- Friday, April 25, 2008
Flight Test Commander Colonel Albert Boyd had a dream too – to take the best pilot and the best man supersonic. The good news was that planes were in development and headed his way. The bad news was that the Colonel was unsettled about finding a man in his pilot corps who could match these complex aircraft with equal knowledge of them and translate that knowledge directly into the cockpit during flight.
Test pilot school was not easy. The aeronautics, physics, and mathematics of jet flight were going to be critical for Chuck should he be the one to take jet aircraft supersonic. Flying planes was as natural as breathing but, as smart as Chuck was, this part of school was a battle. Then, seemingly out of nowhere, Chuck hooked up with a flight engineer named Jack Ridley who’s gift was explaining complex math and physics. For both Ridley and Yeager it seemed destiny had delivered the right man at the right time. In the coming weeks and months this partnership would prove mission critical.
In August of 1947 eight powered flights were made, each providing new data, and new obstacles. Hurdles included:
- major turbulence – the closer to mach speed, the worse the turbulence;
- shock waves – disruptions on the plane’s control surfaces made operating the plane impossible at .94 mach. Controls suddenly ceased to function on the seventh flight, requiring Yeager to kill power, jettison fuel, and glide back down;
- nose stability - the ability to operate the elevator that controlled the pitch of the nose was lost approaching mach speed, impacting the angle of attack and preventing greater speed.
Prior to the eighth flight, Ridley theorized that they could control the plane near mach speeds using the horizontal stabilizer instead of the elevator to correct their angle of attack. On the eighth flight Chuck tested the concept at .96 mach and his buddy was right. Buoyed by the developments, Colonel Boyd decided they would take the X-1 to .98 mach on the next run. Prospects for supersonic were on the horizon until turbulence of another kind jeopardized the next flight.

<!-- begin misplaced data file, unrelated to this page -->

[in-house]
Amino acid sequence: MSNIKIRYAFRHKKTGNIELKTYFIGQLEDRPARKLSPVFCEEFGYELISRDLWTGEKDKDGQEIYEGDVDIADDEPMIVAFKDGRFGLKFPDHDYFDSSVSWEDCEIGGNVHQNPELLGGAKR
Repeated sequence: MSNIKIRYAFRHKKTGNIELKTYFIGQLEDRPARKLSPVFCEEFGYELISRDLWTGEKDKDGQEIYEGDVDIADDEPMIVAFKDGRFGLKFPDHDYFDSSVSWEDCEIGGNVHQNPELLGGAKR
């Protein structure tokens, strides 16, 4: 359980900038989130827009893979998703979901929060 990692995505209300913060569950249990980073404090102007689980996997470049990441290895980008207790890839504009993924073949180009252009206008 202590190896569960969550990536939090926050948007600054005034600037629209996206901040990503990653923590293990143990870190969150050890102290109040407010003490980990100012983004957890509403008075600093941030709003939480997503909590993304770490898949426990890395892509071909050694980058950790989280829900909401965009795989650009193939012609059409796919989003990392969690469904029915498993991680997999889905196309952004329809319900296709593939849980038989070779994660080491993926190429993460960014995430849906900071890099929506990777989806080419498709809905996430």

On October 12th (two days before the next flight) Chuck and his wife were riding horses. To finish the ride they decided to race the horses back to the barn thinking a gate to the barn was open. Instead, the gate was bolted shut! Chuck’s horse hit the gate almost at full speed and Chuck was launched unwillingly, into near-supersonic flight. The result was two broken ribs just two days before the big day.
This presented unique problems for Captain Yeager. For starters, an X-1 pilot did not enter the cockpit like a traditional fighter jet. He had to enter through a tiny side door. Easy enough. But once inside, the door had to be pulled into place. Ouch! Then the door had to be latched from the inside by pushing a lever forward to lock the cockpit door. Triple-dog ouch! He simply couldn’t do it. He confessed his secret to Ridley, and as they mulled over the dilemma, Ridley had an engineers’ epiphany. Never at a loss at solving complex problems, Ridley fashioned a makeshift handle out of a broomstick. Chuck could use the stick to pull the door closed, push the lever, and lock the cockpit door. Colonel Boyd remained blissfully in the dark.